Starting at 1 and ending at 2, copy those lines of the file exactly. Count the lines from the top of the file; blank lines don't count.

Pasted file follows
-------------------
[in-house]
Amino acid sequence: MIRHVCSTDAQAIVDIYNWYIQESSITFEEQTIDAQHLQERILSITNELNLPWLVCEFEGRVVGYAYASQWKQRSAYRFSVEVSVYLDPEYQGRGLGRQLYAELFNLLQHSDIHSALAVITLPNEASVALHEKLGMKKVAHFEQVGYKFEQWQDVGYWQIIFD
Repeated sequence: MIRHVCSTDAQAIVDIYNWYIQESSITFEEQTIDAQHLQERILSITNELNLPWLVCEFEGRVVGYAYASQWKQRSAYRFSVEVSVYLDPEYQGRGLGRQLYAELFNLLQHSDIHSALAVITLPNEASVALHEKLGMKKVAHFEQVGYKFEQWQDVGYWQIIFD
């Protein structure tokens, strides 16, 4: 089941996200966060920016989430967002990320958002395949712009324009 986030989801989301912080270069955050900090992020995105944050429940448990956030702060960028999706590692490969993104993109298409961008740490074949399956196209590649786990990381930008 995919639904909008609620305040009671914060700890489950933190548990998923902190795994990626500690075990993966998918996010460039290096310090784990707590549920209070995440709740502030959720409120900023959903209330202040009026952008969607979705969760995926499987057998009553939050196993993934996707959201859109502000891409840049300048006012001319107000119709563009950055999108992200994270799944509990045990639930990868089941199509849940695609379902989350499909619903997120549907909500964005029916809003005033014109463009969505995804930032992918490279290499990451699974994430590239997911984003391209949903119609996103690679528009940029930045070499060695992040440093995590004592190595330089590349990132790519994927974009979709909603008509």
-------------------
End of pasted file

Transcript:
[in-house]
Amino acid sequence: MIRHVCSTDAQAIVDIYNWYIQESSITFEEQTIDAQHLQERILSITNELNLPWLVCEFEGRVVGYAYASQWKQRSAYRFSVEVSVYLDPEYQGRGLGRQLYAELFNLLQHSDIHSALAVITLPNEASVALHEKLGMKKVAHFEQVGYKFEQWQDVGYWQIIFD